Response from Dr. Frascino

Hello,

Why did you have a Western Blot test done? Western Blots have a 2% false-positive rate. They must always be coupled with an ELISA test. "Indeterminate" Western Blot (WB) results can occur in 4% to 20% of assays. There are a variety of reasons why this occurs. Indeterminate results mean the test pattern does not meet the criteria for a positive result.

You have no identifiable risk factors for HIV. I do not believe you are HIV positive or in the process of seroconverting. (The anti-p24 is usually the first band to appear.) I do not believe you have any cause for worry. I would suggest you have an ELISA test. If negative, you can be reassured of your negative status. You should only repeat the WB if your ELISA is positive, which is highly unlikely.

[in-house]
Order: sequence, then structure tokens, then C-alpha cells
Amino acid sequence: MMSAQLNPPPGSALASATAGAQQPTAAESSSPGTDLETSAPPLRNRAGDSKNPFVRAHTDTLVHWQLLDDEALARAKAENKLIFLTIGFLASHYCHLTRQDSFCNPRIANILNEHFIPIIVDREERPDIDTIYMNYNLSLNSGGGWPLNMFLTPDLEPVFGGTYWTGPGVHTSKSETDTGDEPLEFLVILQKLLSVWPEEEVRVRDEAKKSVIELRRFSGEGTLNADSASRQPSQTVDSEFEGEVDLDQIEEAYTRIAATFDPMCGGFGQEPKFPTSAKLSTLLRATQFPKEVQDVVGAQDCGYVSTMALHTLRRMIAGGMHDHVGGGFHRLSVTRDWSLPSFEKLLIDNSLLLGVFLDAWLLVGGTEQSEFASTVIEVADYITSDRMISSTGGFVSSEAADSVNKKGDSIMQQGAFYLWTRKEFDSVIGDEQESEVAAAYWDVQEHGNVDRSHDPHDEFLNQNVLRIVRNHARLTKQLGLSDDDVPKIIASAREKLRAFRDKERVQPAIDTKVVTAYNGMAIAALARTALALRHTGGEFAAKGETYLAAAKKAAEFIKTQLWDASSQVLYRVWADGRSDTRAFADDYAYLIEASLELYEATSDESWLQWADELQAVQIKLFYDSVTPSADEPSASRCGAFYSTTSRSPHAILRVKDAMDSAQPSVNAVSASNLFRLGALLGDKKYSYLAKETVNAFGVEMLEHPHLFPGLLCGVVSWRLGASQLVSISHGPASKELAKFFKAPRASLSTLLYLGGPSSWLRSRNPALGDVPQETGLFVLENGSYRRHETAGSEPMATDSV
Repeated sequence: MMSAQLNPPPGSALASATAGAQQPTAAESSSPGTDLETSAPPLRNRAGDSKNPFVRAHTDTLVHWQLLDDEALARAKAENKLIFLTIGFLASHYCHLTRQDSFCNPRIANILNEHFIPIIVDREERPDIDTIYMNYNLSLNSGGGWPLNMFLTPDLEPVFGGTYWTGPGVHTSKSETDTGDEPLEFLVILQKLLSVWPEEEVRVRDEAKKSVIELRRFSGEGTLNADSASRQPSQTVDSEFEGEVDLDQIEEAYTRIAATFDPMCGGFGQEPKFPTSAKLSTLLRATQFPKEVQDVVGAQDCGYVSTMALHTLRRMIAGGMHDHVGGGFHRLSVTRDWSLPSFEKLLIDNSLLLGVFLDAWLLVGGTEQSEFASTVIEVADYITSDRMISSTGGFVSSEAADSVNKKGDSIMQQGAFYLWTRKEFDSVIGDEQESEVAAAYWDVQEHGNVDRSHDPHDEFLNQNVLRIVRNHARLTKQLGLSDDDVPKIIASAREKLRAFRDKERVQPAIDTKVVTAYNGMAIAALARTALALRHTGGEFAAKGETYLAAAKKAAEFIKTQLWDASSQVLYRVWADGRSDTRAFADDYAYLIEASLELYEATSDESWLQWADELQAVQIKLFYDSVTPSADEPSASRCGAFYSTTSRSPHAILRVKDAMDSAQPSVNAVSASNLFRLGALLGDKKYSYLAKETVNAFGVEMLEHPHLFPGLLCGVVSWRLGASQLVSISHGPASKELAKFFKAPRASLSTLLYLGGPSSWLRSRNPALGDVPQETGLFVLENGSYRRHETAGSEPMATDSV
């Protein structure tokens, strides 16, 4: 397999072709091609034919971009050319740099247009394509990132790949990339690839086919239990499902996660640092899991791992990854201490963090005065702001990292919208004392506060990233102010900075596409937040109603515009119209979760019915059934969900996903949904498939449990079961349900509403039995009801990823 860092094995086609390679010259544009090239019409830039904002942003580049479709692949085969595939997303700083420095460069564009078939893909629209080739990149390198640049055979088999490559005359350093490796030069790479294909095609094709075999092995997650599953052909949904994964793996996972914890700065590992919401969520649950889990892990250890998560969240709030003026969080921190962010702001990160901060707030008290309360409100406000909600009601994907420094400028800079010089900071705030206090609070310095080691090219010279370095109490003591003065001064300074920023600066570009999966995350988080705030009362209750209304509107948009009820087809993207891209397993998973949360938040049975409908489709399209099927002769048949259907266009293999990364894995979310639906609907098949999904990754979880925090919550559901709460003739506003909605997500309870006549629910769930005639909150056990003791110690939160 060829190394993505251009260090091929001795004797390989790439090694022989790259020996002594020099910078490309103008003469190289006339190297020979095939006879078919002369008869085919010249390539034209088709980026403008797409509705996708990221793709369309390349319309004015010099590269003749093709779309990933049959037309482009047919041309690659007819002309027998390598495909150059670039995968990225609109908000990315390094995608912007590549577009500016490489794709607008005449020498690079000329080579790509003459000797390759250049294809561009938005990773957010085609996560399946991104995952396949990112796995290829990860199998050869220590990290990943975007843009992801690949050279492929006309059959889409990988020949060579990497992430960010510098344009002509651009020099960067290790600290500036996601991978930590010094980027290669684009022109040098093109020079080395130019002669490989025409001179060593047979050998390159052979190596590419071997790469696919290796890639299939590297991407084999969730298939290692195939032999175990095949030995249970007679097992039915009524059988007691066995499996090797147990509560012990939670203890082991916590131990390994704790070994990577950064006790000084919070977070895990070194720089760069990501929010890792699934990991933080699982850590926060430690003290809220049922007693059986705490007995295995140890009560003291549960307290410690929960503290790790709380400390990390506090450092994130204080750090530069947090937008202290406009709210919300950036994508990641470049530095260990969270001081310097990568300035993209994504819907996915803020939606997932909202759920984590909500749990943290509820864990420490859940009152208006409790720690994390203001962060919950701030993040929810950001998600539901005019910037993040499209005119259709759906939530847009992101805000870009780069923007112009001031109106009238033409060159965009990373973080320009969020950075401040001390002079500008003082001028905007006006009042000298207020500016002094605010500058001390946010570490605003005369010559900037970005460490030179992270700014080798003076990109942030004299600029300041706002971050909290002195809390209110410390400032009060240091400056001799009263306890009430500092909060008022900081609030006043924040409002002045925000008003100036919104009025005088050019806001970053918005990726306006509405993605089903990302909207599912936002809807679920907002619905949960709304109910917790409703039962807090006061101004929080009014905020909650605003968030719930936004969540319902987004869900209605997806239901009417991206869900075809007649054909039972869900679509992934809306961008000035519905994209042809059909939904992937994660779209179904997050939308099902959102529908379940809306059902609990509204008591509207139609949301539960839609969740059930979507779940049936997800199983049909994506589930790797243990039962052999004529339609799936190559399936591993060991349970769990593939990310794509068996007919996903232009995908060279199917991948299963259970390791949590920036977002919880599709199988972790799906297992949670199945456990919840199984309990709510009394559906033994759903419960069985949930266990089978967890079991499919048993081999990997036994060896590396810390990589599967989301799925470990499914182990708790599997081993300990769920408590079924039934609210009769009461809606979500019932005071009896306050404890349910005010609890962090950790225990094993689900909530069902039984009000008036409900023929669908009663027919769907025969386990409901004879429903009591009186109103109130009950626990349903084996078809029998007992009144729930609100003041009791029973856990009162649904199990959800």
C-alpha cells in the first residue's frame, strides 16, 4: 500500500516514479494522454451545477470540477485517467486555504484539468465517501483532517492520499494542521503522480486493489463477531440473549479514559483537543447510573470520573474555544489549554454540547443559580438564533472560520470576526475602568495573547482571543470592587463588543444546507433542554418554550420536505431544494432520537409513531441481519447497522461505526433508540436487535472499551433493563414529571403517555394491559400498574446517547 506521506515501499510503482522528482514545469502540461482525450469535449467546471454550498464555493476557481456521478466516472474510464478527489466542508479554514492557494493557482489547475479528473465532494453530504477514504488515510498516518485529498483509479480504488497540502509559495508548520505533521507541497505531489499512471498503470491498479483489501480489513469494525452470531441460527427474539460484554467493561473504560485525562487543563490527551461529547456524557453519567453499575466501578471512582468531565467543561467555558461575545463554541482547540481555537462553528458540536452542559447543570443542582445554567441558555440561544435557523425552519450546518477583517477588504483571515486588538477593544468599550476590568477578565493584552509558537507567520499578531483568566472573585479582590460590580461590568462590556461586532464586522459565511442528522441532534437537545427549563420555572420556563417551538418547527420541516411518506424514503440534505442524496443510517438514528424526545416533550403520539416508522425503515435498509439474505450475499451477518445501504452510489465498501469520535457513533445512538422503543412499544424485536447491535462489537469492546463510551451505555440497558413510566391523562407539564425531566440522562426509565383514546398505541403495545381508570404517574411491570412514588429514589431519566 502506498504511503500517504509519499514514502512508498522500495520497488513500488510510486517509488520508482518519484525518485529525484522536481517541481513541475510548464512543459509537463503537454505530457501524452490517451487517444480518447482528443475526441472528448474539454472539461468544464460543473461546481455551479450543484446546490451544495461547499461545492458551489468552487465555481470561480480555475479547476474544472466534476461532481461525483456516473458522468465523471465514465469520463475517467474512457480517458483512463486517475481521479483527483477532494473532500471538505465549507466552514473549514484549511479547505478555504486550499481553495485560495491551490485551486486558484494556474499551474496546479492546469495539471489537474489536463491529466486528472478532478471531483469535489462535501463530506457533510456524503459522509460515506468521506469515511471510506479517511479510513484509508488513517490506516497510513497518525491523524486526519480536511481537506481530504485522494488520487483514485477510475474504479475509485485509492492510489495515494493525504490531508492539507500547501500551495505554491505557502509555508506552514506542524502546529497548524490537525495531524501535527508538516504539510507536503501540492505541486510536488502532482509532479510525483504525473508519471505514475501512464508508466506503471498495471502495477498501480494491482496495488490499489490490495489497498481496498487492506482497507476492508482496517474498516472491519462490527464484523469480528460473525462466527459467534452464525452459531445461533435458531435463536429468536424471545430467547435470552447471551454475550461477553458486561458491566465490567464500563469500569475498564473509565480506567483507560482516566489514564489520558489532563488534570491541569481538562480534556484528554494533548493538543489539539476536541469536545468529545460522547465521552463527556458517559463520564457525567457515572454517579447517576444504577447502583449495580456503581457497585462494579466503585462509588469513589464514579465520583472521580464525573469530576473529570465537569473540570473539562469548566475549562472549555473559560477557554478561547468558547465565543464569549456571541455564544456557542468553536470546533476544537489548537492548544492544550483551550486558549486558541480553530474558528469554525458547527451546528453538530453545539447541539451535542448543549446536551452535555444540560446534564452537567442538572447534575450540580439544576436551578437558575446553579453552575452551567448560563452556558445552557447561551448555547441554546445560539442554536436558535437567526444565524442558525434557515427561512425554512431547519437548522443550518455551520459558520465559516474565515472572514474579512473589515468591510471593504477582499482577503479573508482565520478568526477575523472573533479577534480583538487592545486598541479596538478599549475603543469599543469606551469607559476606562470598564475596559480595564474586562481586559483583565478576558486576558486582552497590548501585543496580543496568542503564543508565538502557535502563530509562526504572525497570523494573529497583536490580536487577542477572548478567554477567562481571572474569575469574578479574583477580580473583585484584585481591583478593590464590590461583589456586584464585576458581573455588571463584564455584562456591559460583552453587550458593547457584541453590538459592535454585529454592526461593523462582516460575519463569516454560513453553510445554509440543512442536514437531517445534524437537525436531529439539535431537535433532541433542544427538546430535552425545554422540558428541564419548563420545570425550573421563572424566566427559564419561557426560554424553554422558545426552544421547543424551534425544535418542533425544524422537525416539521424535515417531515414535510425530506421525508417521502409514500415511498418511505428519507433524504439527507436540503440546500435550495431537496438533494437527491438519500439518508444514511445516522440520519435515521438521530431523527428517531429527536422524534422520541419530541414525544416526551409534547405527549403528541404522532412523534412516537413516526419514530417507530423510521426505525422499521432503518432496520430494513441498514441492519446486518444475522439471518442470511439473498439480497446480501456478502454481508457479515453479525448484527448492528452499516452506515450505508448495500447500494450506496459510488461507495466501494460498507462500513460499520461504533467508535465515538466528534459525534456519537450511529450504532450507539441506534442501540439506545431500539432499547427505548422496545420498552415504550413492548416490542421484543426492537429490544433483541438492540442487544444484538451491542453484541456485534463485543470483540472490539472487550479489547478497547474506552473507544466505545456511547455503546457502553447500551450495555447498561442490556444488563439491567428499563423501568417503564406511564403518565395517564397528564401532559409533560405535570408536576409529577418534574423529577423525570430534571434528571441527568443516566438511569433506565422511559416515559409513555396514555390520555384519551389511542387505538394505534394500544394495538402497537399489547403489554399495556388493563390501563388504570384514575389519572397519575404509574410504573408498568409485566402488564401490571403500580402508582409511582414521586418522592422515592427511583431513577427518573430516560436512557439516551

Stay well.

Dr. Bob

inderminate WB test (INDETERMINATE WESTERN BLOT) Feb 9, 2007

I tested positive in teh ELISA test and have an inderminate result in the WB test. In my opinion, I am a low risk person. In the past 3 years, I have had unprotected sex with 2 different guys, one being in the military, who has tested negative and one who was married for 10+ years before me. I am unsure what bands showed up on my WB test. What is the percentage of an inderminate WB test turning into a positive HIV test? I was told I could not get tested again for 3 months and I have asked my 2 recent sex partners to get tested.

Response from Dr. Frascino

Hello,